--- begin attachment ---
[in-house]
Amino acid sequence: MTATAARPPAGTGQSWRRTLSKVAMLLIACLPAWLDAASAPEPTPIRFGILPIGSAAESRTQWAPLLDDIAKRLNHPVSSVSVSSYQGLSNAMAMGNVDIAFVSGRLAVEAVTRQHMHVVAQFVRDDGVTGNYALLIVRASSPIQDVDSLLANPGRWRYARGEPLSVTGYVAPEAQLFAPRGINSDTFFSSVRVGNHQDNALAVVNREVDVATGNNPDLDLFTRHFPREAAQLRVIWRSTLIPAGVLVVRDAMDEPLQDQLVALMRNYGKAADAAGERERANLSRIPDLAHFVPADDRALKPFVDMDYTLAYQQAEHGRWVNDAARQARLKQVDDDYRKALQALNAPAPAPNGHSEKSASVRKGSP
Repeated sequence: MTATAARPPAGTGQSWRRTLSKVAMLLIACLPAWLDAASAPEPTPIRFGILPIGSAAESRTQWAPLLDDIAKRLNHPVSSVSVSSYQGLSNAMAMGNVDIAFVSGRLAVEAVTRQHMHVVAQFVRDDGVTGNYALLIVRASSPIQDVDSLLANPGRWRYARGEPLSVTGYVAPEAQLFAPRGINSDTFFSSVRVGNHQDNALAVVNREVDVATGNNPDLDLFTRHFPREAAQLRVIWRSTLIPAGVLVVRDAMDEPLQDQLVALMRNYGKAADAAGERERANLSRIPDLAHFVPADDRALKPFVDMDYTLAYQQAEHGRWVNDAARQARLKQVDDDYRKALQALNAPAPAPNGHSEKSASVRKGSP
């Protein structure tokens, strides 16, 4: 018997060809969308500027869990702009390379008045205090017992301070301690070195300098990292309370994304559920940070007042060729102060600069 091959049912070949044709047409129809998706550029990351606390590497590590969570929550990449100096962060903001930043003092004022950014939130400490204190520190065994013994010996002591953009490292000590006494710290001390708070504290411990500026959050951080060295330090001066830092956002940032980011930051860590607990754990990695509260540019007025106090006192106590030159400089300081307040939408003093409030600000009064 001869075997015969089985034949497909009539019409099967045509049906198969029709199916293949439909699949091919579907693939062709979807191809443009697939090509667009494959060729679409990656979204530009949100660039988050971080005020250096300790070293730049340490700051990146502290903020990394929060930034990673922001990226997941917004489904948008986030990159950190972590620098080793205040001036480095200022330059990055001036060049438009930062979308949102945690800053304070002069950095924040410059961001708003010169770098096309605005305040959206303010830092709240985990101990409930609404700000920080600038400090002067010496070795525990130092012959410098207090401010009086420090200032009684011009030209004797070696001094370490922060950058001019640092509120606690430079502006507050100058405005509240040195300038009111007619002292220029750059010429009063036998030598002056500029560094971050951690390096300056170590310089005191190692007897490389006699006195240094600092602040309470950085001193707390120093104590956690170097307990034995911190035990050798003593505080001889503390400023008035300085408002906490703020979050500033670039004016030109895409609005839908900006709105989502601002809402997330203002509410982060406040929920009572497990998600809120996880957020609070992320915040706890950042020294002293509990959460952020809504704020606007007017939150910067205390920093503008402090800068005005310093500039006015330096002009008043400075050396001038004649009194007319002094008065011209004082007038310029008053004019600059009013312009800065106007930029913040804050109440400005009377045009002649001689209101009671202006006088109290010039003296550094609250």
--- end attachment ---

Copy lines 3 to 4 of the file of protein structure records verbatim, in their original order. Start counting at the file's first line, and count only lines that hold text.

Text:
Repeated sequence: MTATAARPPAGTGQSWRRTLSKVAMLLIACLPAWLDAASAPEPTPIRFGILPIGSAAESRTQWAPLLDDIAKRLNHPVSSVSVSSYQGLSNAMAMGNVDIAFVSGRLAVEAVTRQHMHVVAQFVRDDGVTGNYALLIVRASSPIQDVDSLLANPGRWRYARGEPLSVTGYVAPEAQLFAPRGINSDTFFSSVRVGNHQDNALAVVNREVDVATGNNPDLDLFTRHFPREAAQLRVIWRSTLIPAGVLVVRDAMDEPLQDQLVALMRNYGKAADAAGERERANLSRIPDLAHFVPADDRALKPFVDMDYTLAYQQAEHGRWVNDAARQARLKQVDDDYRKALQALNAPAPAPNGHSEKSASVRKGSP
């Protein structure tokens, strides 16, 4: 018997060809969308500027869990702009390379008045205090017992301070301690070195300098990292309370994304559920940070007042060729102060600069 091959049912070949044709047409129809998706550029990351606390590497590590969570929550990449100096962060903001930043003092004022950014939130400490204190520190065994013994010996002591953009490292000590006494710290001390708070504290411990500026959050951080060295330090001066830092956002940032980011930051860590607990754990990695509260540019007025106090006192106590030159400089300081307040939408003093409030600000009064 001869075997015969089985034949497909009539019409099967045509049906198969029709199916293949439909699949091919579907693939062709979807191809443009697939090509667009494959060729679409990656979204530009949100660039988050971080005020250096300790070293730049340490700051990146502290903020990394929060930034990673922001990226997941917004489904948008986030990159950190972590620098080793205040001036480095200022330059990055001036060049438009930062979308949102945690800053304070002069950095924040410059961001708003010169770098096309605005305040959206303010830092709240985990101990409930609404700000920080600038400090002067010496070795525990130092012959410098207090401010009086420090200032009684011009030209004797070696001094370490922060950058001019640092509120606690430079502006507050100058405005509240040195300038009111007619002292220029750059010429009063036998030598002056500029560094971050951690390096300056170590310089005191190692007897490389006699006195240094600092602040309470950085001193707390120093104590956690170097307990034995911190035990050798003593505080001889503390400023008035300085408002906490703020979050500033670039004016030109895409609005839908900006709105989502601002809402997330203002509410982060406040929920009572497990998600809120996880957020609070992320915040706890950042020294002293509990959460952020809504704020606007007017939150910067205390920093503008402090800068005005310093500039006015330096002009008043400075050396001038004649009194007319002094008065011209004082007038310029008053004019600059009013312009800065106007930029913040804050109440400005009377045009002649001689209101009671202006006088109290010039003296550094609250």